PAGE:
As borders reopen and travel restrictions across Asia continue to ease, face-to-face meetings are back on the agenda – and no destination is more adept at meeting the needs of event planners in the post-Covid era than Seoul.
Even as we return to the skies, the virtual technology boom of the two years has changed the way we meet – the demand for hybrid events continues, while in-person delegates are eager to rediscover the great outdoors and feel the energy of big cities, often looking for opportunities to mix business and leisure.
A smart city powered by a world-leading ICT sector, Seoul’s MICE industry pioneered several virtual meeting platforms in the wake of the pandemic, and has mastered hybrid events. But beyond the high-tech infrastructure, the city is surrounded by an awe-inspiring natural landscape, where corporate groups can unplug to reconnect with nature.
A natural place to meet
The Hangang River, which runs through the city, is surrounded by 12 Hangang parks that have recently been revitalised as communal spaces for culture, art and leisure. While preserving the ecological and historical attributes of the area, each park has a designated theme with localised festivals and cultural programmes that visiting corporate groups can enjoy post meeting. Yeouido Park, for example, is renowned for the Hangang Spring Flower Festival, where visitors admire six kilometres of cherry blossoms.
More adventurous groups can take to the water, where canoeing and kayaking is available, or cycle along the river with a Ttareungi bike, the city’s bike sharing system. Team-building company WeRide also runs morning and evening bike tours around the city for groups of between 10 and 50 participants.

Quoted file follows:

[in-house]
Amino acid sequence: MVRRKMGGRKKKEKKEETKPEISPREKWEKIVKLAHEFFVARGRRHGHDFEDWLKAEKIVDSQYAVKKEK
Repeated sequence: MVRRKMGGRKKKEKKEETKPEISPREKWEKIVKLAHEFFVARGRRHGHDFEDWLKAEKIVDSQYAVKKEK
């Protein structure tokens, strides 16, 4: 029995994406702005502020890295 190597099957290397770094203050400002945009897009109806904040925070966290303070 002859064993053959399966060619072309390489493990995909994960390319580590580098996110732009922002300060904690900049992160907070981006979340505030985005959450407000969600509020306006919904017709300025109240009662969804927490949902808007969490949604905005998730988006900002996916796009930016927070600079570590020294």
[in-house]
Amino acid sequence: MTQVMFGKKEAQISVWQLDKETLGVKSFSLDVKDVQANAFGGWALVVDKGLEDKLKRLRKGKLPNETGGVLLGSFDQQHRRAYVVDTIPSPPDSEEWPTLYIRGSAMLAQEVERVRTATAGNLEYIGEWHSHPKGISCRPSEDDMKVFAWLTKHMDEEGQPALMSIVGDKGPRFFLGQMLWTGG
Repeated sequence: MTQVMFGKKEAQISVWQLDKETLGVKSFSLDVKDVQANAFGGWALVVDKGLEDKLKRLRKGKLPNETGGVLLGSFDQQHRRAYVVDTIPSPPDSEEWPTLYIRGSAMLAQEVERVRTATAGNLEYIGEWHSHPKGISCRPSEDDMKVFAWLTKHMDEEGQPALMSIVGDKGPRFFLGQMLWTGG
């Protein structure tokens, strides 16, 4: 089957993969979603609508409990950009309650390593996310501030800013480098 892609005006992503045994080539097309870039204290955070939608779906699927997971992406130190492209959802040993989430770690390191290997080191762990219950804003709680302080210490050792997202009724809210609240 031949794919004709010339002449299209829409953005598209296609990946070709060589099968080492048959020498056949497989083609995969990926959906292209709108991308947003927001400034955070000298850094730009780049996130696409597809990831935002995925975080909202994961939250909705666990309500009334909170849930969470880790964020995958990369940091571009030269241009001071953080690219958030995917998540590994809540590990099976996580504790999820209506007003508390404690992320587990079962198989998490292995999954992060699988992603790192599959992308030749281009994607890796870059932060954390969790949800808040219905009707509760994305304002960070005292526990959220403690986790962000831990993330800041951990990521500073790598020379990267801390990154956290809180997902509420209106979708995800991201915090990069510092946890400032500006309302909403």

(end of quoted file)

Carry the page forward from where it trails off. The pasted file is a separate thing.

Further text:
Seoul is set against a backdrop of rugged mountain ranges, with countless trekking and hiking trails. To connect with colleagues beyond the boardroom and take in the city from above, groups can explore Bukhansan mountain and national park, which has more than 20 large and small peaks, and trekking options to suit all abilities. The newly-opened Seoul Hiking Tourism Center, located five minutes away from Bukhansan Ui Station, provides multilingual information, guidebooks and hiking gear rental (clothes and boots) free of charge. Amenities such as changing rooms, lockers and showers are also available. Reservations can be made online 48 hours prior to arrival.
Meetings with history and heritage
A city of contrasts, Seoul is home to a heady mix of new and old. While the city’s 5G network and tech-enabled venues make modern meeting a breeze, a variety historical sites can also be hired exclusively for events, offering a unique view into the past.
The former presidential palace, Cheong Wa Dae, also known as the Blue House because of its striking tiled roof, opened to the public in May and its State Guest House – previously used to host banquets for visiting heads of state – can now be booked for events of up to 100 people.
Meanwhile, Namsan Hanok Village provides a glimpse into a bygone era, featuring five restored hanok (traditional Korean houses) from the Joseon Dynasty (1392-1910) and a sprawling garden. Events, cultural performances and team-building activities can be hosted in the courtyard.
Korea House, an elegant hanok that flaunts royal architecture and cuisine, can accommodate up to 120 banqueting guests or 150 for cocktails.